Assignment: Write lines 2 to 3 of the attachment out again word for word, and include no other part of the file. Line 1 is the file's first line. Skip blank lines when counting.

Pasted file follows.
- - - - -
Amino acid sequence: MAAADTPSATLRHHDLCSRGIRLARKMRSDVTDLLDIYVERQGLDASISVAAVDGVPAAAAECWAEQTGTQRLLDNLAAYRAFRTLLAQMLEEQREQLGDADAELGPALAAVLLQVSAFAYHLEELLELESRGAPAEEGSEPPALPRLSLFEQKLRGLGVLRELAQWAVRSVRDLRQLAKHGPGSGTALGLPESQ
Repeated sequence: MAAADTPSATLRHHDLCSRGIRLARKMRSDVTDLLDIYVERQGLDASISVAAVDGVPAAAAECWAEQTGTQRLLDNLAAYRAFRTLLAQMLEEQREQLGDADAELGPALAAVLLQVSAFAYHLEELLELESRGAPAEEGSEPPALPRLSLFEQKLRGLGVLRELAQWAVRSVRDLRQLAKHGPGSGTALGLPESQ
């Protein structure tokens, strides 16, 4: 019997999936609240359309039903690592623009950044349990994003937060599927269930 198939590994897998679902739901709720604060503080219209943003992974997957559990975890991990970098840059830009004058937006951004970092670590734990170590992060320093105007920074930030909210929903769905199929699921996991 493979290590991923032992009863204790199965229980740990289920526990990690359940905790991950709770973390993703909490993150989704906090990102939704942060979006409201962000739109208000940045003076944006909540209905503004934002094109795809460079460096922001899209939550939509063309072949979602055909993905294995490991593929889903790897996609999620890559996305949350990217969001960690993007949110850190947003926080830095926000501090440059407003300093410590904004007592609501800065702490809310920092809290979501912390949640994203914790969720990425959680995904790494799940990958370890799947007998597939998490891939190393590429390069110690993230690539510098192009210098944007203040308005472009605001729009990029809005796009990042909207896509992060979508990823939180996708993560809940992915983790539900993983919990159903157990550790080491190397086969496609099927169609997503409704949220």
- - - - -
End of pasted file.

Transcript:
Repeated sequence: MAAADTPSATLRHHDLCSRGIRLARKMRSDVTDLLDIYVERQGLDASISVAAVDGVPAAAAECWAEQTGTQRLLDNLAAYRAFRTLLAQMLEEQREQLGDADAELGPALAAVLLQVSAFAYHLEELLELESRGAPAEEGSEPPALPRLSLFEQKLRGLGVLRELAQWAVRSVRDLRQLAKHGPGSGTALGLPESQ
């Protein structure tokens, strides 16, 4: 019997999936609240359309039903690592623009950044349990994003937060599927269930 198939590994897998679902739901709720604060503080219209943003992974997957559990975890991990970098840059830009004058937006951004970092670590734990170590992060320093105007920074930030909210929903769905199929699921996991 493979290590991923032992009863204790199965229980740990289920526990990690359940905790991950709770973390993703909490993150989704906090990102939704942060979006409201962000739109208000940045003076944006909540209905503004934002094109795809460079460096922001899209939550939509063309072949979602055909993905294995490991593929889903790897996609999620890559996305949350990217969001960690993007949110850190947003926080830095926000501090440059407003300093410590904004007592609501800065702490809310920092809290979501912390949640994203914790969720990425959680995904790494799940990958370890799947007998597939998490891939190393590429390069110690993230690539510098192009210098944007203040308005472009605001729009990029809005796009990042909207896509992060979508990823939180996708993560809940992915983790539900993983919990159903157990550790080491190397086969496609099927169609997503409704949220």